• ·         Wendell Smallwood went over 100 yards for the game with 8:24 left in the third quarter. It is the eighth time this season Smallwood has gone over the century mark in rushing yards. He put the Mountaineers back on top with a 14-yard touchdown run to make it 20-17 West Virginia mid-way through the third quarter.
  • ·         Kansas State was on a drive and poised to at least tie the game when an offensive pass interference penalty backed the Wildcats up to the 46 yard line. West Virginia’s defense then made a big stand and forced KSU to punt as the third quarter clock waned.
  • ·         Jordan Thompson made a huge catch on the last play of the third quarter, a 51-yard bomb from Howard to put the Mountaineers in Wildcat territory. Thompson had five catches for 127 yards through three quarters, and was Howard’s most reliable option all day long.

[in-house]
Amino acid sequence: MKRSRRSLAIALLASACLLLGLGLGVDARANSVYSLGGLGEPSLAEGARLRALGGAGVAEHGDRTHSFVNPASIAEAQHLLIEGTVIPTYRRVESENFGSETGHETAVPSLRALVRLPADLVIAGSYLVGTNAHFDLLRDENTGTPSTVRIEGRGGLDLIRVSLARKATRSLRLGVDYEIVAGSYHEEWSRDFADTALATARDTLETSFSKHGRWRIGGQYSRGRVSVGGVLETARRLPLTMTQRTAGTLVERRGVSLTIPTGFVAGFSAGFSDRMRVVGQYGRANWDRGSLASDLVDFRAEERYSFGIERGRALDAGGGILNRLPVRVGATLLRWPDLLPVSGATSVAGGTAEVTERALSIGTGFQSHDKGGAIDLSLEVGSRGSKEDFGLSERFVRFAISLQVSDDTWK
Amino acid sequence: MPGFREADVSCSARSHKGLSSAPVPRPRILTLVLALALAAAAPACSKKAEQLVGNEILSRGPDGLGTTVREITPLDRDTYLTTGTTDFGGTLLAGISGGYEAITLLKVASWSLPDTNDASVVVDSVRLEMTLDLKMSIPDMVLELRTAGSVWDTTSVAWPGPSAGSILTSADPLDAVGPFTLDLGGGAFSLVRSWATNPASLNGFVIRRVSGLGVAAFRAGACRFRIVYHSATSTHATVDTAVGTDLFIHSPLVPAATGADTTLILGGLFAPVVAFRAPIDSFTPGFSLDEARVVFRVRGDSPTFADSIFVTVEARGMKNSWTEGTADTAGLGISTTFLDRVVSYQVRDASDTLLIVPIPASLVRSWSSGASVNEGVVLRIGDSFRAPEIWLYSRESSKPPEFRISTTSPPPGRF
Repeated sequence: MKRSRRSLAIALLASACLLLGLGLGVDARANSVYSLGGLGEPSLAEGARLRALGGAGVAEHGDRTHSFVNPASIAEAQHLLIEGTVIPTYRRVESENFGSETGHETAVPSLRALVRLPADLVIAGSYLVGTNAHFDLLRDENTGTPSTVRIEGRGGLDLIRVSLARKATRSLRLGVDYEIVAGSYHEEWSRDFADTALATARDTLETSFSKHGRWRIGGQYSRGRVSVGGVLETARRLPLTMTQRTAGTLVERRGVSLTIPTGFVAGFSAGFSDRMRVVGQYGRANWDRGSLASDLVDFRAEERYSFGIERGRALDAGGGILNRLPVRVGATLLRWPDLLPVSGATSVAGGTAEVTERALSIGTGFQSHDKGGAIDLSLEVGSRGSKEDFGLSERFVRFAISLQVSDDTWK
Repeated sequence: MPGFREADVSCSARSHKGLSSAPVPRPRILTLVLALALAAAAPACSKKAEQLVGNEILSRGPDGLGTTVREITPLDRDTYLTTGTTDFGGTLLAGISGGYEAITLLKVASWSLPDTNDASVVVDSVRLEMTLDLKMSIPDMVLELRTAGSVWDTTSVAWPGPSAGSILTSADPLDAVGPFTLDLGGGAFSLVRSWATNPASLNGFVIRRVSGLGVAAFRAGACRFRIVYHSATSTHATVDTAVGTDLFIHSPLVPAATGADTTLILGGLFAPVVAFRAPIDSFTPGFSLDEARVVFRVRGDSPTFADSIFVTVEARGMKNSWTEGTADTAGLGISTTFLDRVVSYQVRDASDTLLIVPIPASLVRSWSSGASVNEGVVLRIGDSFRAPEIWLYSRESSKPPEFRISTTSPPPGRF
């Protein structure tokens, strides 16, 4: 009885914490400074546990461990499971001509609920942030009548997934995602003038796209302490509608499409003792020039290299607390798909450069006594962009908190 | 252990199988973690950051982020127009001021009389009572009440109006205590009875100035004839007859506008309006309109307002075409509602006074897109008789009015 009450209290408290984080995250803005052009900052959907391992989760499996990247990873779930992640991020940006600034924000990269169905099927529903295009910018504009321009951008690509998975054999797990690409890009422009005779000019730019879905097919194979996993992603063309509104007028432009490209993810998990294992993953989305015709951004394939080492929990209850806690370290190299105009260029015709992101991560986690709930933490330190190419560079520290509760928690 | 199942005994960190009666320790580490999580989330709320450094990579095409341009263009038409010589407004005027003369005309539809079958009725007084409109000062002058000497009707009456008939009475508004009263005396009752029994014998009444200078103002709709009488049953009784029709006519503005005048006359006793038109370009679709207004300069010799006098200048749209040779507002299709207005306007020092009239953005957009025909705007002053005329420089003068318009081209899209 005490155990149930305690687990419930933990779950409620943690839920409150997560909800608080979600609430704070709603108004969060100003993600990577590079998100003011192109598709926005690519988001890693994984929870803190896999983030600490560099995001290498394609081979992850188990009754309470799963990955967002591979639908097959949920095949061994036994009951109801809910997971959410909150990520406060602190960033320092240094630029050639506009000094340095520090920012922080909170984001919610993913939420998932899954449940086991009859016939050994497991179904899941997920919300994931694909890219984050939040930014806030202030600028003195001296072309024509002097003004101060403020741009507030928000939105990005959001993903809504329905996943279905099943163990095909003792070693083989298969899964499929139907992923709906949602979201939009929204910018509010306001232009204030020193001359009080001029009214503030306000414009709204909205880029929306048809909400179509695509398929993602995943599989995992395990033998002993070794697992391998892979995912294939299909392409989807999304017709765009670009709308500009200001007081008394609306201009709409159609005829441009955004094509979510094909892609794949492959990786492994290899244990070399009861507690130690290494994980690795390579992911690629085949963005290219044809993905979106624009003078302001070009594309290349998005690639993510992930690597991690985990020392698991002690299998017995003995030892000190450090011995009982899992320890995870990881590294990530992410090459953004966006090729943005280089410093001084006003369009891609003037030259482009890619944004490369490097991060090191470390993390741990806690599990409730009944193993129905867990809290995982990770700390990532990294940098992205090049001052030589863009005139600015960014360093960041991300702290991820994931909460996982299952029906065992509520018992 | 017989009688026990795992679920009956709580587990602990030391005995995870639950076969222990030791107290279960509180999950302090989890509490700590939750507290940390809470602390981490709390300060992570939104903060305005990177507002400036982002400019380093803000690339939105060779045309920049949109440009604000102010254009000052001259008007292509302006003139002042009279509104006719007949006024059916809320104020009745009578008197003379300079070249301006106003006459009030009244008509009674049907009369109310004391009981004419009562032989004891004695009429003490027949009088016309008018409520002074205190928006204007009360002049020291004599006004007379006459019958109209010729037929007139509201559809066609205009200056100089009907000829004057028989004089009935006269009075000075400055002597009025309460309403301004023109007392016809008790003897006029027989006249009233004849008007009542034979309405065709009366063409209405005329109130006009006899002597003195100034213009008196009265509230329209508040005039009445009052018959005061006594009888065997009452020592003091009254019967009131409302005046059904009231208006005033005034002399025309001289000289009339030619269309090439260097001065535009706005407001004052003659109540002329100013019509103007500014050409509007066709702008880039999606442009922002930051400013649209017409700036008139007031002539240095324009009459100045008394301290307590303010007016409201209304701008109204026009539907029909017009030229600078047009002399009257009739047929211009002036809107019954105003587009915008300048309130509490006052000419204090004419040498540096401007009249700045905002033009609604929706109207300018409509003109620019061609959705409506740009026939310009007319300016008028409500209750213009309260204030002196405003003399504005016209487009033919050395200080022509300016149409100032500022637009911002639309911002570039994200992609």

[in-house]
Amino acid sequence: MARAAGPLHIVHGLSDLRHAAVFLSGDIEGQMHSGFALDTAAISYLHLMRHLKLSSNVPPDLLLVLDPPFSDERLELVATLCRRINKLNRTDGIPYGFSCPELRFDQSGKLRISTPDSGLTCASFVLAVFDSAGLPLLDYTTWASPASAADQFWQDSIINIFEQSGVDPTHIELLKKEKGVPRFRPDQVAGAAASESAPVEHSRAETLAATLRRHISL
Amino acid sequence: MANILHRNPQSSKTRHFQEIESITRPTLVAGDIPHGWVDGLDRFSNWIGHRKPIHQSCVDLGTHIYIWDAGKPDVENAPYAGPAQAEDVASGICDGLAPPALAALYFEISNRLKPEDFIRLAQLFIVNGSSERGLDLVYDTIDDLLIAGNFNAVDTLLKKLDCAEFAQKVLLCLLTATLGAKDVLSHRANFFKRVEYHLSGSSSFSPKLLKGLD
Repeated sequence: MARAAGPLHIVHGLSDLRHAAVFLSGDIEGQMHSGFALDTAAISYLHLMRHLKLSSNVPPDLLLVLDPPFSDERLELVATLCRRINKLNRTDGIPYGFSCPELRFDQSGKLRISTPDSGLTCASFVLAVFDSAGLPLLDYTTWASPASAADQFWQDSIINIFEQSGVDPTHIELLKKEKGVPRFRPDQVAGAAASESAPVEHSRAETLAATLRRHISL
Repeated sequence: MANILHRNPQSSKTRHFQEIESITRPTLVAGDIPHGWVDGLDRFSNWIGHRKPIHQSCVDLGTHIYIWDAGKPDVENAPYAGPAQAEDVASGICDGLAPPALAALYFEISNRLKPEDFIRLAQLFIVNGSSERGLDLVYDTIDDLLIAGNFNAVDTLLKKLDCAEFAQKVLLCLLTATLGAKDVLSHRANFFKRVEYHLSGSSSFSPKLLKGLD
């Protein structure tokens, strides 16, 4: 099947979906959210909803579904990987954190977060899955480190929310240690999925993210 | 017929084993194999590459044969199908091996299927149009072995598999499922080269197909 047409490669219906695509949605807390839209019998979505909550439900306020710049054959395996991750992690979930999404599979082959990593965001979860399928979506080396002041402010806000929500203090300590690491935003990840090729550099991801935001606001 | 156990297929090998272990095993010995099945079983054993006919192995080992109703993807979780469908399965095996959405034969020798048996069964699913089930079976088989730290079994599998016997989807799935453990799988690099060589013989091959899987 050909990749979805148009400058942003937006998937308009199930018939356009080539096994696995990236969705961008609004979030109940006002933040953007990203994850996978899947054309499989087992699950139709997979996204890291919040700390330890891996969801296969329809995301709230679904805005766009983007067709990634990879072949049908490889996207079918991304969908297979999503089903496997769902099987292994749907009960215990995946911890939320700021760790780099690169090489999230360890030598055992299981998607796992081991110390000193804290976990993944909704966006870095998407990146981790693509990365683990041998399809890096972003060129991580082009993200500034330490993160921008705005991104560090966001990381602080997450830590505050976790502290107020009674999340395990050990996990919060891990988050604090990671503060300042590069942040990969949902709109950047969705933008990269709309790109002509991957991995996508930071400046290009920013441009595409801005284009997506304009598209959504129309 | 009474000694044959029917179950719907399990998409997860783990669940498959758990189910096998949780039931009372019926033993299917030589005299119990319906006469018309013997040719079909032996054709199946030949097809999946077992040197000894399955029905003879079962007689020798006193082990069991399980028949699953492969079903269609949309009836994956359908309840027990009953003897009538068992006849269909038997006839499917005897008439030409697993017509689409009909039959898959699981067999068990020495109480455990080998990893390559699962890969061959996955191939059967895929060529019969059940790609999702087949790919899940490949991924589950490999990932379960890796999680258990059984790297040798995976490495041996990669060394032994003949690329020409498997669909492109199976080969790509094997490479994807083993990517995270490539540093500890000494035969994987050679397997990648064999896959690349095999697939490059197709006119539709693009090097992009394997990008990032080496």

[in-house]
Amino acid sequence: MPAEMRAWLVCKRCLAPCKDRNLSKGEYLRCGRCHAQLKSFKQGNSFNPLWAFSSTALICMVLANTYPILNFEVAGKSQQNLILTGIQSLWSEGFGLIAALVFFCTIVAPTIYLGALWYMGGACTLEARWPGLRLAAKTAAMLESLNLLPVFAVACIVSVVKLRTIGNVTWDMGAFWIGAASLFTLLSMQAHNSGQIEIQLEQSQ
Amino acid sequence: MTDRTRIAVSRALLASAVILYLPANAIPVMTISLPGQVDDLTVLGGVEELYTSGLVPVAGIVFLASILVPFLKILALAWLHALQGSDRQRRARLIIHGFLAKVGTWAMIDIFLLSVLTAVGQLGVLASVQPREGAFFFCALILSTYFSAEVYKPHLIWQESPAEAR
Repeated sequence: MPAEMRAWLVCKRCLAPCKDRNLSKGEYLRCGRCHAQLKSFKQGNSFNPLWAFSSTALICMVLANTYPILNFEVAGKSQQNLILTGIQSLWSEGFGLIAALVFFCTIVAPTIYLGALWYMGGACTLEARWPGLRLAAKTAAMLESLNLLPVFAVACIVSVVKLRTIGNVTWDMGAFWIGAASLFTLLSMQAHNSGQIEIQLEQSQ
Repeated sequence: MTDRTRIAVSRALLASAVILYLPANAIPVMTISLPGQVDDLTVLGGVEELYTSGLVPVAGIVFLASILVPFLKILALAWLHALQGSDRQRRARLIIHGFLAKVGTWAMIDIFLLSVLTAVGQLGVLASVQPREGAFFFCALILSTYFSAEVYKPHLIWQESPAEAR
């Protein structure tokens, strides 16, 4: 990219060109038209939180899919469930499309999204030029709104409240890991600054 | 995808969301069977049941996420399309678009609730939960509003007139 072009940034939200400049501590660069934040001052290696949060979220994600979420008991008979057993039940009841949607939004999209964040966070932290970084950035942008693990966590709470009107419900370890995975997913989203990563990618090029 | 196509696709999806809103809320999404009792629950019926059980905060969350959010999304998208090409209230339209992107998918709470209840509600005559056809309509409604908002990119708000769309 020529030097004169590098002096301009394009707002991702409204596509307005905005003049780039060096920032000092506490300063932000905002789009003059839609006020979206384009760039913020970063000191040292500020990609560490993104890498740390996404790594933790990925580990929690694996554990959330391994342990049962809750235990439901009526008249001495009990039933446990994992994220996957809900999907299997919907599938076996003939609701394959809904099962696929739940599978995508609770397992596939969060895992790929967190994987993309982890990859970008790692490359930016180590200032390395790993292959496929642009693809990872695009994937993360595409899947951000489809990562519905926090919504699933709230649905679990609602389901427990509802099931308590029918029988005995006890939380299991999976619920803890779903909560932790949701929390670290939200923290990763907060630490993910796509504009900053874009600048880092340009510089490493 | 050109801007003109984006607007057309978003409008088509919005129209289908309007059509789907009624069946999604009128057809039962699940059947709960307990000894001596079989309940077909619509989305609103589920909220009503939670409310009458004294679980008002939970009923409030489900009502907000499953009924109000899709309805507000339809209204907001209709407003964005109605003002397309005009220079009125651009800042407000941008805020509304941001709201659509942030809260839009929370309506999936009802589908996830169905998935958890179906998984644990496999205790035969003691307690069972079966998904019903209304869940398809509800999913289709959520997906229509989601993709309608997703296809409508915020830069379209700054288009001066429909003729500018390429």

• ·         West Virginia was unable to cash that drive in for a touchdown, but did manage to widen its lead to 23-17 on a 28-yard Lambert field goal with 13:07 to play.
  • ·         Morgan Burns torched the WVU kick coverage team yet again, this time with a 97-yard touchdown return. His fourth kick return touchdown of the season gave the Wildcats a 24-23 lead.
  • ·         Nick Kwiatkoski came up with a big sack on K-State’s next drive to force the Wildcats to punt the ball away. He streaked into the backfield and only managed to swipe at Kody Cook, but it was enough to bring him down and bring out the punt team.
  • ·         West Virginia was unable to muster enough offense to re-take the lead late in the fourth quarter, and dropped its fifth-consecutive game to Kansas State. The Mountaineers finish the season 7-5 overall and 4-5 in the Big 12. They will learn their bowl fate tomorrow afternoon or evening.